Invisible labor, a term that comes from a 1987 article about “invisible work” by sociologist Arlene Daniels, refers to unpaid work that goes unnoticed, unacknowledged, and thus, unregulated. It’s no secret that the majority of domestic work has fallen on women’s shoulders in the US, and in many other countries, with the pandemic only exacerbating this problem.
Global studies also show that when women are paid for their work, a country’s economy thrives and the GDP increases. So why does invisible labor continue despite our advancements, and the evidence to show benefits for the contrary? While there is a need for deeper discussion about ingrained gender inequality, the impact of invisible labor on women’s mental health is also crucial to examine.
According to research from 2021, an unequal burden can take a toll on mental health and well-being on many women, especially mothers. Studies have shown that the unequal division of labor in the home (primarily physical housework) is associated with women’s psychological distress, depression, role overload, and even poor cardiovascular health.
Women and Mental Health
Dealing with mental health is a long and tough journey for everyone. Still, there are stigmas surrounding mental health that prevent people from opening up about it or seeking treatment. PIA’s blog piece on the state of mental health in the US discusses how some people fear losing their jobs if they look for clinical help, and how this stigma is sometimes based on representations of mental disorders in the media.
Additionally, this issue is compounded by the growing phenomenon that women’s health concerns are often dismissed or routinely ignored by the medical system. In fact, disorders like stress, extreme fatigue, and anxiety are sometimes directly linked to women’s expected role in society and the pressure they endure because of it. Invisible labor is a materialization of this.
Invisible Labor: Physical Chores and Mental Load
Invisible labor describes a type of work that is taken for granted and not paid for, and it is usually used to designate the labor involved in household management.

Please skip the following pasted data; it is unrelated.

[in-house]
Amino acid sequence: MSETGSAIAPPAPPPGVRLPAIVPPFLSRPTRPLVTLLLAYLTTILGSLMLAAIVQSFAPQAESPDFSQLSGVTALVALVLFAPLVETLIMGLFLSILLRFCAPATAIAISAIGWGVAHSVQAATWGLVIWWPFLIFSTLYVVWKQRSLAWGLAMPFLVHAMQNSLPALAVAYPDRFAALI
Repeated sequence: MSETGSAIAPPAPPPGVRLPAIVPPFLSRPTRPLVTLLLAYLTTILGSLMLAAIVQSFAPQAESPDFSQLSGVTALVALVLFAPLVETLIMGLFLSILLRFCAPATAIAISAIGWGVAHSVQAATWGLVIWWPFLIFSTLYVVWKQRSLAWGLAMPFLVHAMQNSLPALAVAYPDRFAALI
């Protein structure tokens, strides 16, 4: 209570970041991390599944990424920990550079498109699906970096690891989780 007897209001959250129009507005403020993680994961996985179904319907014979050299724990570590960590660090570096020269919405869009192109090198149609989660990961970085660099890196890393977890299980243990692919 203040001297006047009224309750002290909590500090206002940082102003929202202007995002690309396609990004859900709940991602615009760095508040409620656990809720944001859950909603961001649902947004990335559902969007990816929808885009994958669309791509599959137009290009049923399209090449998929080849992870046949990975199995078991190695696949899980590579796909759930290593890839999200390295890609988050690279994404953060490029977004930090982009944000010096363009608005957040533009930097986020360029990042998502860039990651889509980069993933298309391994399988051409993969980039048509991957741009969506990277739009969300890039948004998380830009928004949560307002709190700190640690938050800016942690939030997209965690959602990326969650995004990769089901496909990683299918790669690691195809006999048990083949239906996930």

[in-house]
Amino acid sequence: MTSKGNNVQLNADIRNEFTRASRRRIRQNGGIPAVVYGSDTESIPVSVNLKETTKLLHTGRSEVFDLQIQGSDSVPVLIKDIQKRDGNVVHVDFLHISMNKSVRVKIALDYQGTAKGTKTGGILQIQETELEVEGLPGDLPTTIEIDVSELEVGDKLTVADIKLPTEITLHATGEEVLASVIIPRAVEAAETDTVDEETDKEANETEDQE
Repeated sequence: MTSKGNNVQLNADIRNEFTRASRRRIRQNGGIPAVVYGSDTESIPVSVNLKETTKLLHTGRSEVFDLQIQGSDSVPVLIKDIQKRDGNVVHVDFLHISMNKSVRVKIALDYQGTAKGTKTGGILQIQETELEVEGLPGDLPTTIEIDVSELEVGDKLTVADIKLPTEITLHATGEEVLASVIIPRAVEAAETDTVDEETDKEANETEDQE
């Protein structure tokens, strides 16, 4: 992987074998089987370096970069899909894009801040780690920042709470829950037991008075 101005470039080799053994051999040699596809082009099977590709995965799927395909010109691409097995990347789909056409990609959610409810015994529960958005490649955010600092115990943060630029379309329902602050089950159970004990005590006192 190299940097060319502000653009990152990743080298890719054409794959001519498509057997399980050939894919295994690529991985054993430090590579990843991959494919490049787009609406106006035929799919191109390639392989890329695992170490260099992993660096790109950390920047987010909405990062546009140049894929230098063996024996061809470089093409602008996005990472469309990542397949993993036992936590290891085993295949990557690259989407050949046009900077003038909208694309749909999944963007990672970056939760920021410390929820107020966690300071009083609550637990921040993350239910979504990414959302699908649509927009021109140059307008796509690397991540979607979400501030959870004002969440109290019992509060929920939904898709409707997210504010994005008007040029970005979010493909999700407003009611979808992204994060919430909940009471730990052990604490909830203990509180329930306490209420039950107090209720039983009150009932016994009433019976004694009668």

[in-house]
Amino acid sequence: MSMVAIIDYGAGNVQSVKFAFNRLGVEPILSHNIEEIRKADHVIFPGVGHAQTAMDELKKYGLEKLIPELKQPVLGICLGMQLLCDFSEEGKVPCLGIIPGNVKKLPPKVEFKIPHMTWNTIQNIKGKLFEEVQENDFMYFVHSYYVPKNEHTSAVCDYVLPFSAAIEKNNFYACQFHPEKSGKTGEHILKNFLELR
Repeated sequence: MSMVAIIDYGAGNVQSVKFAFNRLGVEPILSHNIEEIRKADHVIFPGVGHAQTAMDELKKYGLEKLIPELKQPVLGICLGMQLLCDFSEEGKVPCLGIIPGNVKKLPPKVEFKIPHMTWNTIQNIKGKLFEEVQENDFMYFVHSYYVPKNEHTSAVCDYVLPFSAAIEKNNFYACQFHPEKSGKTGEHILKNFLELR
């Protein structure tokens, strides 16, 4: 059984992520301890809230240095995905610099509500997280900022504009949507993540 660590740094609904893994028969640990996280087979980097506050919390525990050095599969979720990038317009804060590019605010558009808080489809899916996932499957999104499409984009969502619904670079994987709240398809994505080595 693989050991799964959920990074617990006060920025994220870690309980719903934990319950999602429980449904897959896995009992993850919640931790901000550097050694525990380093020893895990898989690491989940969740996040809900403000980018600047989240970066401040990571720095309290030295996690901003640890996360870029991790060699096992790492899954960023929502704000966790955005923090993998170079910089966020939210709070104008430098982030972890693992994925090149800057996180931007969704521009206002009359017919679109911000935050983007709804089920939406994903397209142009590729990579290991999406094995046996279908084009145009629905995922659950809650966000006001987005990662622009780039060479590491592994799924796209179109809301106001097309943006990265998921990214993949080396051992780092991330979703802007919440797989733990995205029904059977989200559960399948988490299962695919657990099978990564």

Invisible labor refers not only to physical chores like cooking, cleaning, or childcare but also to the concept of mental or emotional load. This cognitive dimension of household labor describes the need for a perpetual mental awareness of “what needs to be done”, and it ranges from remembering your child’s soccer practice dates to constantly keeping a mental grocery shopping list.
In heterosexual relationships, both these domestic duties and the “worry work” surrounding them often fall on women’s shoulders. This is due to the social assumption that women are naturally better at tasks involving nurturing and caregiving than men. Of course, there isn’t any scientific reasoning to back this up, so women are expected by default to manage their household alone – and, contrary to men, they’re also judged if they fail to do so, as highlighted by Slate.
Organizing and managing are paid jobs, so why should women be expected to do them for free in their households? And what are the consequences of this?
Gender Mental Health Gap: Why This Matters
In addition to women being seldom acknowledged for their invisible labor, we need to consider its consequences. This pressure and responsibility are prone to cause mental health issues such as stress, anxiety, and extreme fatigue – often referred to as female burnout.
While men of course also struggle with mental health, invisible labor is almost always a problem for women specifically. A study reported by The Guardian shows that women do around 65% of their physical household work, which explains the gender mental health gap between men and women deriving from this unpaid domestic labor.
Although in recent years, men seem to be more present in household management, women still bear the constant worry of “making sure it gets done”. This is an extremely important issue we need to address as a society to protect women’s mental health from the physical and emotional toll of invisible labor.